Type 2 diabetes is a public health problem, the numbers of which are expected to continue increasing. Public health services need to know more about what services will be necessary as the epidemic progresses. Investigators at the Royal Prince Alfred Hospital in Sydney, Australia, have developed a way to calculate the rate of development of diabetic retinopathy per year, and to learn how the HbA1c levels were controlled since the disease was first diagnosed. By dividing the amount of retinopathy development by the number of years since Type 2 diabetes was diagnosed, scientists were able to calculate the degree of damage per year. Turning things around the scientists were able to find the level of HbA1c level control throughout the history of all the Type 2 diabetic participants.
The work of the scientists was reported on in January of 2017 in the Journal of Diabetes Compllications, and included 9281 participants who had been diagnosed with Type 2 diabetes. Ophthalmologists will be able to predict the future development of retinopathy by the rate at which it has been progressing. Health care organizations knowing earlier rates of HbA1c control will know how many and what type of complications to plan for.
The back of the eye, or retina, is the only part of the living body in which treaties can be observed. Blue lines which can be seen under the skin are veins. When retinal arteries are damaged by high blood sugar levels, it can be summarized the rest of the arteries in the body are damaged as well.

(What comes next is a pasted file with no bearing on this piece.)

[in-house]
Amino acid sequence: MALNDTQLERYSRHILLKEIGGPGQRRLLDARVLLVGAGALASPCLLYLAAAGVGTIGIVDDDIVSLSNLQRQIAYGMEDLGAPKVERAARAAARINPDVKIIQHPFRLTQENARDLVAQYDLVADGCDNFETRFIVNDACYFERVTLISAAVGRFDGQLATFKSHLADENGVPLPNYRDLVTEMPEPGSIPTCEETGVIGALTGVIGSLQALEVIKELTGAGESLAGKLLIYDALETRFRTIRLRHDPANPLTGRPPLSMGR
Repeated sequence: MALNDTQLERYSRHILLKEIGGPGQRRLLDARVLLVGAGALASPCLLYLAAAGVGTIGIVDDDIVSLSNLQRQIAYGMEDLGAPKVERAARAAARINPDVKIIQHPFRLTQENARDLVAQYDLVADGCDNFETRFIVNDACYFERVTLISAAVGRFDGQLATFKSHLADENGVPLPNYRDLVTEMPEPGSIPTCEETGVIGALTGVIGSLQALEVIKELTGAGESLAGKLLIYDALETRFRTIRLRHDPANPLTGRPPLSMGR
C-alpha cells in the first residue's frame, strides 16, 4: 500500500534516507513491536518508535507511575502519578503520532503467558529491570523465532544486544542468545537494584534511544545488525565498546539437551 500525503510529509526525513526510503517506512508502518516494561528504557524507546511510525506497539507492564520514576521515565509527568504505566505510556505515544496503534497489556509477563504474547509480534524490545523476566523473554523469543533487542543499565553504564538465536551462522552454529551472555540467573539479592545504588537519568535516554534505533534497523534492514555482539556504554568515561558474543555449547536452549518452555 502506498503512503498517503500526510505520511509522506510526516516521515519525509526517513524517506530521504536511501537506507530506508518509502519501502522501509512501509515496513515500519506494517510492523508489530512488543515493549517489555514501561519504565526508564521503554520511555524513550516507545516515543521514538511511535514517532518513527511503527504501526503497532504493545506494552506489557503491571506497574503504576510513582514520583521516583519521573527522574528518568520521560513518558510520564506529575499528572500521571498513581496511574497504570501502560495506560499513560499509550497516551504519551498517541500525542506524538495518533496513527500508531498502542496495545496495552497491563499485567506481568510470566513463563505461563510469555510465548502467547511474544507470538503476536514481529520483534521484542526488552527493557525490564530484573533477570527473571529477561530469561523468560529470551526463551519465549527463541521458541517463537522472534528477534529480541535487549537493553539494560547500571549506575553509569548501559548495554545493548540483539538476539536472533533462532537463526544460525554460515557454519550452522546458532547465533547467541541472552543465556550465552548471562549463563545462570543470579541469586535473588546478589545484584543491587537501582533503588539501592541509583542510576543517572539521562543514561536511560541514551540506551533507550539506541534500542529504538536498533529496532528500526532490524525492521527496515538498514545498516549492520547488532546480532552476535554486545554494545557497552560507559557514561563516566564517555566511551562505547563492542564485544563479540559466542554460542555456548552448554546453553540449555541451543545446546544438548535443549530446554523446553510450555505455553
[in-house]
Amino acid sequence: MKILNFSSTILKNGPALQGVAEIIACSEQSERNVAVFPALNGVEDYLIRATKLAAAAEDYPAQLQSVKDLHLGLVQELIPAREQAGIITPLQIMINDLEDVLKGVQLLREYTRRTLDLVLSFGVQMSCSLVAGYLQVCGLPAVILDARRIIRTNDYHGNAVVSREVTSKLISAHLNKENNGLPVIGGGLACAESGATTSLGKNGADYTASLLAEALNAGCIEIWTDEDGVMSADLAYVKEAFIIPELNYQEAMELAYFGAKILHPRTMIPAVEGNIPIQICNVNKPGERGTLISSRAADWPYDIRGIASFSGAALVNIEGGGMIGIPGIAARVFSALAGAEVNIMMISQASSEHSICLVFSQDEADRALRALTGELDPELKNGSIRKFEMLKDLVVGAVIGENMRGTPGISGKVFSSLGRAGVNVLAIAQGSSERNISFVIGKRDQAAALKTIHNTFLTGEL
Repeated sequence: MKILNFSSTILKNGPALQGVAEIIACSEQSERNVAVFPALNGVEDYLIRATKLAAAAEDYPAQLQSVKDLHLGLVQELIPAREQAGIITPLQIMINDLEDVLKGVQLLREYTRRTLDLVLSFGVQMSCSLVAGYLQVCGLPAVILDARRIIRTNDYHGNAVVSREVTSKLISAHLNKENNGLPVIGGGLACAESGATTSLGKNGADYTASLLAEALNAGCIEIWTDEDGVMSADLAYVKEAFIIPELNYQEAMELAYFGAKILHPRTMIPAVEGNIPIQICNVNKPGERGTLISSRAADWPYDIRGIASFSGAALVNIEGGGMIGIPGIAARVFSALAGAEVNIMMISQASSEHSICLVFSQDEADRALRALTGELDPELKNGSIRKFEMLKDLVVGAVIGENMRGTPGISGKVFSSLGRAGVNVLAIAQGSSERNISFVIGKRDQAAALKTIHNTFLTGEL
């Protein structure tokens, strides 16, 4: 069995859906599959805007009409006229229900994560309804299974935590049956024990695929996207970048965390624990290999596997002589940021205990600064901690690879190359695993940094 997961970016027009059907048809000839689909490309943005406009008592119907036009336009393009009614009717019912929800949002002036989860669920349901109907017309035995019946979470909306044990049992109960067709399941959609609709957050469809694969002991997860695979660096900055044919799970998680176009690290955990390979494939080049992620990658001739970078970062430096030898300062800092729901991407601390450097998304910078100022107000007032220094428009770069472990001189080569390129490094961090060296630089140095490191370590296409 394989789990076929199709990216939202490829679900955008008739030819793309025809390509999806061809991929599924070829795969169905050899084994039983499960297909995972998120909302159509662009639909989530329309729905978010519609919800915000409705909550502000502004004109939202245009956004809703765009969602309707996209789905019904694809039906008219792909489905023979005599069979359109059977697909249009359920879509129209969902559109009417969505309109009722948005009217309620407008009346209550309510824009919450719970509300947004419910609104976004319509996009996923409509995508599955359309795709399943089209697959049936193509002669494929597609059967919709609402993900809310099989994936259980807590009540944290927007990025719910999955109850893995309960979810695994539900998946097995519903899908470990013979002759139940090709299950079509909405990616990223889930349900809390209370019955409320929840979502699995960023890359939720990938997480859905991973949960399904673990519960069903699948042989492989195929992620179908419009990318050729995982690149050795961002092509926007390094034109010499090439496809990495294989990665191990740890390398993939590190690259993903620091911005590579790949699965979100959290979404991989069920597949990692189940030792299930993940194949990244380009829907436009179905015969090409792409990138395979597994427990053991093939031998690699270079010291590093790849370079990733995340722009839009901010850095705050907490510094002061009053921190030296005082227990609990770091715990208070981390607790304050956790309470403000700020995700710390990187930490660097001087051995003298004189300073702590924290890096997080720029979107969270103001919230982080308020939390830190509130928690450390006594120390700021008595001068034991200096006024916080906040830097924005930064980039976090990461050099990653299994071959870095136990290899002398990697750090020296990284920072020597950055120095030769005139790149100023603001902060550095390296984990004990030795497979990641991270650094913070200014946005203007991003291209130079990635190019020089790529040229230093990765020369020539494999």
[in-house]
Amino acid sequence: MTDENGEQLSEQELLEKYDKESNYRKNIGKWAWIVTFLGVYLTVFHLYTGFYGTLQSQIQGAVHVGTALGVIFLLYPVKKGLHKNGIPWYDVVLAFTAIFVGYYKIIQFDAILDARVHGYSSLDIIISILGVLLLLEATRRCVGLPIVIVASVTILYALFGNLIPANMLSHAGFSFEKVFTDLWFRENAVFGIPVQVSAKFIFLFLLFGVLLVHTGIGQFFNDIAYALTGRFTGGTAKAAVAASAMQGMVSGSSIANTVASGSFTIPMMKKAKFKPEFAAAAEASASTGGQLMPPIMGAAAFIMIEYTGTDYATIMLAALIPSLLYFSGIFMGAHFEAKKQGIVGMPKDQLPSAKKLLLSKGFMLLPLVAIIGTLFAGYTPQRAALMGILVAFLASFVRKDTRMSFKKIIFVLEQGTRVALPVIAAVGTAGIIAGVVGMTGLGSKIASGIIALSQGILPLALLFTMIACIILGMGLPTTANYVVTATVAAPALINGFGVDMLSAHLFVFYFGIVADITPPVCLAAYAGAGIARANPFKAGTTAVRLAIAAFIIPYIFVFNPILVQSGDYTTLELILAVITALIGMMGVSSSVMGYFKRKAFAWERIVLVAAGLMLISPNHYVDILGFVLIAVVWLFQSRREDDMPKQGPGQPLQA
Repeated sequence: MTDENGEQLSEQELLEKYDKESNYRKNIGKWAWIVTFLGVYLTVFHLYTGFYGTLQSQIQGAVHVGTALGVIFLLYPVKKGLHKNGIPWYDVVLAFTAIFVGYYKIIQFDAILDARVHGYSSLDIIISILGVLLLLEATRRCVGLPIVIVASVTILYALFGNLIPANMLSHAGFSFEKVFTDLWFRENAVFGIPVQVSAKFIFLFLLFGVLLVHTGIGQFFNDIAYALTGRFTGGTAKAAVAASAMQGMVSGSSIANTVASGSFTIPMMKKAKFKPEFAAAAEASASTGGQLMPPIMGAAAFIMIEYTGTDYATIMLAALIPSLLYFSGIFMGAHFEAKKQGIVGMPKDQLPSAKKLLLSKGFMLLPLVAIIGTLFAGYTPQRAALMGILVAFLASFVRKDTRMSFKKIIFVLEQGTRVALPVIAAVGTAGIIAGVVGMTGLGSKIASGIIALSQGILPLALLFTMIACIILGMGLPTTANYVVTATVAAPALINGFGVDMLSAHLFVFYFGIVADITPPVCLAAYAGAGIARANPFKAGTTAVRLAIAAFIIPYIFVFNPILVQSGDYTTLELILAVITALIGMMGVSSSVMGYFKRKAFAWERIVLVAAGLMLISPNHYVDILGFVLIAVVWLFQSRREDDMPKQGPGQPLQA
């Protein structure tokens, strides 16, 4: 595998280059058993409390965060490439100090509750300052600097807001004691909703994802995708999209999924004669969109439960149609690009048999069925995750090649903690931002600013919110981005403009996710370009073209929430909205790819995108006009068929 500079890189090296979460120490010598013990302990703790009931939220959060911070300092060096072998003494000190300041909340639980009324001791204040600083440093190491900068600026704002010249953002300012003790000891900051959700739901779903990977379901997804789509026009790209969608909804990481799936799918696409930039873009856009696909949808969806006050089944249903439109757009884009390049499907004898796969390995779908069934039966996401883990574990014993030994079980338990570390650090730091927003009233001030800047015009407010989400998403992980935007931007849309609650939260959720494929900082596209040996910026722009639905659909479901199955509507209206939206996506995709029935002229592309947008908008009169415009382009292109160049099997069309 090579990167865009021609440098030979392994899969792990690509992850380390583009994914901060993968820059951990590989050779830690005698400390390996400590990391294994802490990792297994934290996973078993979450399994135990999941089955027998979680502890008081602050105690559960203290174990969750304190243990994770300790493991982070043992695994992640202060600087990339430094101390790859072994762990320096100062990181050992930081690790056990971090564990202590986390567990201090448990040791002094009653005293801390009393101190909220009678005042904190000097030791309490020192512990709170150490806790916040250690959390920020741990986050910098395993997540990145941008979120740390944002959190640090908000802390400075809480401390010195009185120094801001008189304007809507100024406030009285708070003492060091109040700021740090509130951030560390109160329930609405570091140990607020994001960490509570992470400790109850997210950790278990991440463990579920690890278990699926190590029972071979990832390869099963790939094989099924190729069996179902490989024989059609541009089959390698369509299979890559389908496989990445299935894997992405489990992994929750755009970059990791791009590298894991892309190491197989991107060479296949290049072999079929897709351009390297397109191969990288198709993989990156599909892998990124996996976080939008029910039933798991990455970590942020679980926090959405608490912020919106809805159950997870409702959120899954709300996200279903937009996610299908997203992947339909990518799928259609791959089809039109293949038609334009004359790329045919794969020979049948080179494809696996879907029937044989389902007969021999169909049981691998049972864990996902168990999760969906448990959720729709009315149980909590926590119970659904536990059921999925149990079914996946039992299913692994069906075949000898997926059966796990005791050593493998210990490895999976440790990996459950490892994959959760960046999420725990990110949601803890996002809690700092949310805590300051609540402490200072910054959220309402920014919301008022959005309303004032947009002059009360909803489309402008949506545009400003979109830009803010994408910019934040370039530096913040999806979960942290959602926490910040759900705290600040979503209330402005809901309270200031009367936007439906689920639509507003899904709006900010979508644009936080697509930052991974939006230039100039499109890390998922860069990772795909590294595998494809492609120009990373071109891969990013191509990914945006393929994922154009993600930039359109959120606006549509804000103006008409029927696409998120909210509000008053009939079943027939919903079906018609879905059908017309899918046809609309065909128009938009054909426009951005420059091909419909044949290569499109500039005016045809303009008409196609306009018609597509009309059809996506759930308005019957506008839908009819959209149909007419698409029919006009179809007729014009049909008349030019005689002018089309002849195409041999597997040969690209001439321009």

Retinopathy takes place from damaged boxes in the retina: it is a severe eye complication where, due to the enlargement, breakage, or leaking of blood vessels in the eye, blood spills into the eyeball and vision is threatened. By gauging the rate at which retinopathy has been progressing health care organizations should be able to learn the speed of all arterial damage and calculate when to expect other complications in the population. Knowing how well blood sugar levels have been controlled in the past will help to project the burden of Type 2 diabetes in the future.
In 2010 there were an estimated 285 million cases of Type 2 diabetes worldwide. Over a third of the participants had some signs of diabetic retinopathy, and of those, a third were severely enough afflicted to be in danger of losing their eyesight. Diabetic retinopathy is the leading cause of blindness in working-aged adults. Retinopathy is one among many reasons for Type 2 diabetics to maintain HbA1c levels below 7.0 per cent. It is also wise for Type 2 diabetics to consult their eye doctors every year to two years, as recommended by the health care provider who cares for their diabetes.